Preparing for Brexit

With the UK set to leave the EU Customs Union and Single Market on 31 December 2020, businesses must take action now to prepare.

As we near the end of the transition period with the European Union (EU), businesses need to focus on practical considerations, cope with new rules and limit any disruption that could affect them.

Those businesses that do this should be in a stronger position to take advantage of the opportunities that Brexit offers.

Official government guidance +

The UK Government has produced guidance for businesses on how to deal with the Brexit transition.

It includes action that you can take now – and which doesn’t depend on the outcome of negotiations with the EU – to prepare for when the UK leaves the Customs Union and Single Market on 31 December 2020.

You can use the transition checker tool at opens in a new window to identify the specific steps you need to take to be ready on 1 January 2021.

Brexit transition webinars

The Department for Business, Energy and Industrial Strategy (BEIS) has hosted a number of free Brexit transition webinars to help businesses check the new rules and understand what they need to do to prepare.

All webinars are now available to watch on demandLink opens in a new window.

Upcoming webinars:

Changes to intellectual propertyLink opens in a new window – from 1 January 2021

You can also sign up to receive a regular Business Readiness Transition Bulletin newsletterLink opens in a new window from BEIS. This provides information on major announcements and recently published guidance.

Devolved administrations


The Scottish Government websiteLink opens in a new window has information to help businesses in Scotland.

Northern Ireland

Invest NI, Northern Ireland’s regional economic development agency, has produced information for NI businessesLink opens in a new window to prepare for the Brexit transition.


The Welsh Government has created a portalLink opens in a new window to provide information for businesses in Wales.

Brexit transition checklist +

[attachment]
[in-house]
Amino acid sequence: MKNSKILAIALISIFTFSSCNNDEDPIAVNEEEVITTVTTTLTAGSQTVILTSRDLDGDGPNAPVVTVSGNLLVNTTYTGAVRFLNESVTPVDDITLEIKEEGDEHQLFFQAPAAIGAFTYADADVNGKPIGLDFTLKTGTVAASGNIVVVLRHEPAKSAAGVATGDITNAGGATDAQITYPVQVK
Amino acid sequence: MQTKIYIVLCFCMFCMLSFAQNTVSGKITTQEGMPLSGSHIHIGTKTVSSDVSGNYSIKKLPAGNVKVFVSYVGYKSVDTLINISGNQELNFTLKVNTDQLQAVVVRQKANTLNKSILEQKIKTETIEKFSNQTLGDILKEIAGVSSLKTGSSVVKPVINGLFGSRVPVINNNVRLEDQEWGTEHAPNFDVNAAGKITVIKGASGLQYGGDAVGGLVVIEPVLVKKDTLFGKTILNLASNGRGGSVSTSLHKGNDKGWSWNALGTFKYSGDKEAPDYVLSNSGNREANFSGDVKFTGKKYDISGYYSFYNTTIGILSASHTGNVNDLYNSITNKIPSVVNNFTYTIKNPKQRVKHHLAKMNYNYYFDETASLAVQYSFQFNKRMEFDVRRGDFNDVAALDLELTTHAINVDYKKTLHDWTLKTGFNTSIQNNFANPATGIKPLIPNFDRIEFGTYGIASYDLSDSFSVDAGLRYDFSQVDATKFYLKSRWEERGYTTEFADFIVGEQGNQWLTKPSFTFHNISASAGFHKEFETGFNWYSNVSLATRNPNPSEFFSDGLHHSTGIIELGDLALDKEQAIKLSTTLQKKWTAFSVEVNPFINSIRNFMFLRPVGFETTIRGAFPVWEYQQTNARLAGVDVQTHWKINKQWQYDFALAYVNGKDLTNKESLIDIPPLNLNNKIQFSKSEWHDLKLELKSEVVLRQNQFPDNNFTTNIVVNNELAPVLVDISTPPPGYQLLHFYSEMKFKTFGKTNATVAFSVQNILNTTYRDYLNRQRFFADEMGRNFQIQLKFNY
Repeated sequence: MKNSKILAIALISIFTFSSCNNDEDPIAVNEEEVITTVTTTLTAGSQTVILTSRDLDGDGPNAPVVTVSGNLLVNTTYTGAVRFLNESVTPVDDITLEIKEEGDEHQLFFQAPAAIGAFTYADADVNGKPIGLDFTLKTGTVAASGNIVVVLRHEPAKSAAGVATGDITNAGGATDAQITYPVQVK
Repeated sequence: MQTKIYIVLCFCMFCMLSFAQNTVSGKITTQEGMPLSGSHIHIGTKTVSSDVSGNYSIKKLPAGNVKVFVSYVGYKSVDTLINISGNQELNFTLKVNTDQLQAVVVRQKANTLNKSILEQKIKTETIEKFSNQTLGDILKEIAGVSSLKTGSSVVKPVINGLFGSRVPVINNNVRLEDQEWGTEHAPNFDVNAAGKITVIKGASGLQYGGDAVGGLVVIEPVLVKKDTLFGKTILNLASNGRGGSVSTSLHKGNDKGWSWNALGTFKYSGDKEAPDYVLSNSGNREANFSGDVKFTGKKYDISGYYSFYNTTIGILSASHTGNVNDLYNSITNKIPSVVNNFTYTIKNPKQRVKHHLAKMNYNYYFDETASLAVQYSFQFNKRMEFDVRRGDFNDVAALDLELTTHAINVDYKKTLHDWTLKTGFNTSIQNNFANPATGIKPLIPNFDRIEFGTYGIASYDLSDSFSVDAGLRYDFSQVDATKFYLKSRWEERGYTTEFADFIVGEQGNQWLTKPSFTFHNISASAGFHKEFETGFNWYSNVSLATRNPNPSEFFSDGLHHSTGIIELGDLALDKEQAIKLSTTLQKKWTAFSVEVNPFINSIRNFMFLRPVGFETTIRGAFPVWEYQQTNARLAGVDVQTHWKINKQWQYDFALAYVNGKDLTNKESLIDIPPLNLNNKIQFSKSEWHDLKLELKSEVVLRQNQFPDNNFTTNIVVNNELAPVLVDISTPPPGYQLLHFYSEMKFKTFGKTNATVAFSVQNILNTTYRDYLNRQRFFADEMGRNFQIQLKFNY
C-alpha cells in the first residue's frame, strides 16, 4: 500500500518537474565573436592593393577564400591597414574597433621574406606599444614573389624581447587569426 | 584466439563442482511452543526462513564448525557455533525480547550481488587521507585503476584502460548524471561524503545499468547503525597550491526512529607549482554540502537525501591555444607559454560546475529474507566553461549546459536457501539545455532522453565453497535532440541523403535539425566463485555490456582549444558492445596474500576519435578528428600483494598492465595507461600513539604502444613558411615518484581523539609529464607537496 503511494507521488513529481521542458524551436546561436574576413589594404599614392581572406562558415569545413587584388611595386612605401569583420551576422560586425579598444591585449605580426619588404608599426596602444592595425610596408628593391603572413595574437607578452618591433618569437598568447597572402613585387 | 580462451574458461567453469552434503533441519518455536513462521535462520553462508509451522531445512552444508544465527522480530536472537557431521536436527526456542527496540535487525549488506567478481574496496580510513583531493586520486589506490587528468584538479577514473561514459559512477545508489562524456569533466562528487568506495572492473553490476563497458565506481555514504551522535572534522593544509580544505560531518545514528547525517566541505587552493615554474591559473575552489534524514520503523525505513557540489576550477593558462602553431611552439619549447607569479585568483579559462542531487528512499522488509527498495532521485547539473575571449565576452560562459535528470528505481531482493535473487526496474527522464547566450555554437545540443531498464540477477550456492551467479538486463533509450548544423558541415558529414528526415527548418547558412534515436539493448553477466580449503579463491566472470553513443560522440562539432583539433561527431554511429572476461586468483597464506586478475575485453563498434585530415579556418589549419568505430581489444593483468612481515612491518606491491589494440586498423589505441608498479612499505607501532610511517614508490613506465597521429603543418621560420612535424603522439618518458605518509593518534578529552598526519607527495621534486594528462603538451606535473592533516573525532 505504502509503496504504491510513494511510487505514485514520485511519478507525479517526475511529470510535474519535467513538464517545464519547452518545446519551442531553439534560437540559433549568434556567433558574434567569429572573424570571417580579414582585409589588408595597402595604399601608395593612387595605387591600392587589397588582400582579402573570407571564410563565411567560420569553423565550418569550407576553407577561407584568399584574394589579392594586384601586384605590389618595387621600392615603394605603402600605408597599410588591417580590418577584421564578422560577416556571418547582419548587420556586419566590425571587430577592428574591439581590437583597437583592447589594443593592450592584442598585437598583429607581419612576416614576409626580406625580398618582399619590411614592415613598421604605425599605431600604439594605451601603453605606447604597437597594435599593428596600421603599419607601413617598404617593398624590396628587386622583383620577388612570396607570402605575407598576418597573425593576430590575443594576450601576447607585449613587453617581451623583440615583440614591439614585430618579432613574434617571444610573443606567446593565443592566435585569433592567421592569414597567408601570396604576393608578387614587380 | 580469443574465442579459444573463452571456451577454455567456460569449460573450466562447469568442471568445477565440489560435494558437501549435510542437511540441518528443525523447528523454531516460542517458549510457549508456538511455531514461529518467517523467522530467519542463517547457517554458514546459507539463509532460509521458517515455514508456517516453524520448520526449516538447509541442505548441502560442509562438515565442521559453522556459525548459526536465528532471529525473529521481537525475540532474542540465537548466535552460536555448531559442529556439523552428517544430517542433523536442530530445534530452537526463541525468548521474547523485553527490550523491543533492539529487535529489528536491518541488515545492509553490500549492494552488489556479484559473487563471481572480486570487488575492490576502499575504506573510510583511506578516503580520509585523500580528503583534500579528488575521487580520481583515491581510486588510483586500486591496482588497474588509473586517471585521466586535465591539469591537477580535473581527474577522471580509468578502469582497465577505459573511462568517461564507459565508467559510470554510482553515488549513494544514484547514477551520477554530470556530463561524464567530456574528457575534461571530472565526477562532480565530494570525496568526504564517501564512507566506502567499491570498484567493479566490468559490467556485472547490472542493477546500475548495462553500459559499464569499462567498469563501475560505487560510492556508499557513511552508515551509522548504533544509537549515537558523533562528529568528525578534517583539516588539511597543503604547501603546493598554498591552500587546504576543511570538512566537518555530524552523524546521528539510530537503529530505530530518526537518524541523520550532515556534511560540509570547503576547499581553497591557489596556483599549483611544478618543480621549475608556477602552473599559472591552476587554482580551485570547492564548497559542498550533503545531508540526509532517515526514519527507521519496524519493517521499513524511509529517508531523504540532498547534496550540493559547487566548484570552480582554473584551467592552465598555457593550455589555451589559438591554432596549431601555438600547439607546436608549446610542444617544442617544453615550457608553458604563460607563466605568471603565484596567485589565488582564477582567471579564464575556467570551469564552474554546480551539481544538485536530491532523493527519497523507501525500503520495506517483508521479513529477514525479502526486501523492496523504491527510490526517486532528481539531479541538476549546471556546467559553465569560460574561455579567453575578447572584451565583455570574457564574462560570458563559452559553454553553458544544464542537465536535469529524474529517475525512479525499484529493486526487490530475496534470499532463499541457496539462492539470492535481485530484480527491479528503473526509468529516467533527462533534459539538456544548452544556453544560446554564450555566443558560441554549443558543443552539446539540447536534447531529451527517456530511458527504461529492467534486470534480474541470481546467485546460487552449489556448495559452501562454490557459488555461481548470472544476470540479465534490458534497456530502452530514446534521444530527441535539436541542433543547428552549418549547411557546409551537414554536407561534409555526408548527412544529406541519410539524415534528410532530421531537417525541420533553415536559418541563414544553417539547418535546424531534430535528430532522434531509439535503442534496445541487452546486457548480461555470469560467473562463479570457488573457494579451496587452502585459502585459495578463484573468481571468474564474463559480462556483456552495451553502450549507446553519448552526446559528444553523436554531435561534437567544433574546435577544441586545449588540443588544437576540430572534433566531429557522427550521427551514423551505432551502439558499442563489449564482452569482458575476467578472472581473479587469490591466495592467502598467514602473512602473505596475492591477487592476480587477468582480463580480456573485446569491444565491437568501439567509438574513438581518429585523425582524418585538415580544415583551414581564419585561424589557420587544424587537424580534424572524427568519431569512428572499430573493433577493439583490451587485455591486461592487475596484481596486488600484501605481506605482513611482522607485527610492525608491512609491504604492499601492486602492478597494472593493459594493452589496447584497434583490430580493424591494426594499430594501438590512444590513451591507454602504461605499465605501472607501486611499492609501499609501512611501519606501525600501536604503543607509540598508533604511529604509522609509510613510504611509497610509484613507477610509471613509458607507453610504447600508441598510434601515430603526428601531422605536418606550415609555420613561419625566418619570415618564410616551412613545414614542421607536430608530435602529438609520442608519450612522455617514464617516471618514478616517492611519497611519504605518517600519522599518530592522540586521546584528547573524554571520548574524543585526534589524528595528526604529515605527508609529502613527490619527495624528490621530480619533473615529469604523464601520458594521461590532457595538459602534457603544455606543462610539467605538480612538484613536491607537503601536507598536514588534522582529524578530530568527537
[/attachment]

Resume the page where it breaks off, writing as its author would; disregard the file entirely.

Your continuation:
While there is still some uncertainty around the UK's future relationship with the European Union, businesses that trade with or provide services in the EU need to have contingency plans in place that are flexible enough to cope with a variety of possible outcomes.

The Institute of Chartered Accountants in England & Wales (ICAEW) has produced a checklistLink opens in a new window of areas that businesses need to consider.

Scotland’s enterprise and skills agencies are urging all businesses in Scotland to continue to actively prepare for the changes taking place. Learn more at the PrepareforBrexit.scotLink opens in a new window website.

And the Confederation of British Industry (CBI) has created its UK transition hubLink opens in a new window, where businesses can find information to help them navigate the Brexit transition.

Additional support +

GOV.UK – UK transition Link opens in a new window

Information from the Government about the UK transition and what to do to prepare, and a personalised list of actions for your business to take.

UK Finance – Brexit information Link opens in a new window

Guidance and advice on the Brexit transition, from the organisation that represents the UK's banking and finance industry.

The Institute of Chartered Accountants in England and Wales (ICAEW) Link opens in a new window

A range of resources to help prepare for the end of the transition period on 31 December 2020.

Regional support

Enter your postcode to find business support and case studies from businesses within your region. You'll be taken to our interactive map.

Reference to any organisation, business and event on this page does not constitute an endorsement or recommendation from the British Business Bank or the UK Government. Whilst we make reasonable efforts to keep the information on this page up to date, we do not guarantee or warrant (implied or otherwise) that it is current, accurate or complete. The information is intended for general information purposes only and does not take into account your personal situation, nor does it constitute legal, financial, tax or other professional advice. You should always consider whether the information is applicable to your particular circumstances and, where appropriate, seek professional or specialist advice or support.